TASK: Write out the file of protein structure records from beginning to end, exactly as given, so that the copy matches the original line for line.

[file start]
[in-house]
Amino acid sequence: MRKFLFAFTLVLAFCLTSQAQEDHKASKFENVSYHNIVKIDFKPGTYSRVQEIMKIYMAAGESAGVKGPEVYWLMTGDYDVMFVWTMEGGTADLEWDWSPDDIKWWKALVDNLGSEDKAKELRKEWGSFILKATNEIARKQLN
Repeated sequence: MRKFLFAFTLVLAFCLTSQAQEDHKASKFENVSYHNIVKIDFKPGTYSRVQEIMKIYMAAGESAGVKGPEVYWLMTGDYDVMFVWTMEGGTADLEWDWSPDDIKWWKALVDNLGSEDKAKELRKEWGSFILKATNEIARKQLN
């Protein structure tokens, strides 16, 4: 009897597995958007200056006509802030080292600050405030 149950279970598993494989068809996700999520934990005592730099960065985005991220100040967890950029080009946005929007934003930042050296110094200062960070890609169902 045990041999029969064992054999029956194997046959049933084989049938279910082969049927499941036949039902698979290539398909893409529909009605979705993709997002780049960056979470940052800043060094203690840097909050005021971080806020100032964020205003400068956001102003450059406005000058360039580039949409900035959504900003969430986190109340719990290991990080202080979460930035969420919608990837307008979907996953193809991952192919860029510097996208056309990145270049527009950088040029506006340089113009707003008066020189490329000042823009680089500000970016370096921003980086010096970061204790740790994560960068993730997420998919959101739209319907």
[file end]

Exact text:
[in-house]
Amino acid sequence: MRKFLFAFTLVLAFCLTSQAQEDHKASKFENVSYHNIVKIDFKPGTYSRVQEIMKIYMAAGESAGVKGPEVYWLMTGDYDVMFVWTMEGGTADLEWDWSPDDIKWWKALVDNLGSEDKAKELRKEWGSFILKATNEIARKQLN
Repeated sequence: MRKFLFAFTLVLAFCLTSQAQEDHKASKFENVSYHNIVKIDFKPGTYSRVQEIMKIYMAAGESAGVKGPEVYWLMTGDYDVMFVWTMEGGTADLEWDWSPDDIKWWKALVDNLGSEDKAKELRKEWGSFILKATNEIARKQLN
């Protein structure tokens, strides 16, 4: 009897597995958007200056006509802030080292600050405030 149950279970598993494989068809996700999520934990005592730099960065985005991220100040967890950029080009946005929007934003930042050296110094200062960070890609169902 045990041999029969064992054999029956194997046959049933084989049938279910082969049927499941036949039902698979290539398909893409529909009605979705993709997002780049960056979470940052800043060094203690840097909050005021971080806020100032964020205003400068956001102003450059406005000058360039580039949409900035959504900003969430986190109340719990290991990080202080979460930035969420919608990837307008979907996953193809991952192919860029510097996208056309990145270049527009950088040029506006340089113009707003008066020189490329000042823009680089500000970016370096921003980086010096970061204790740790994560960068993730997420998919959101739209319907």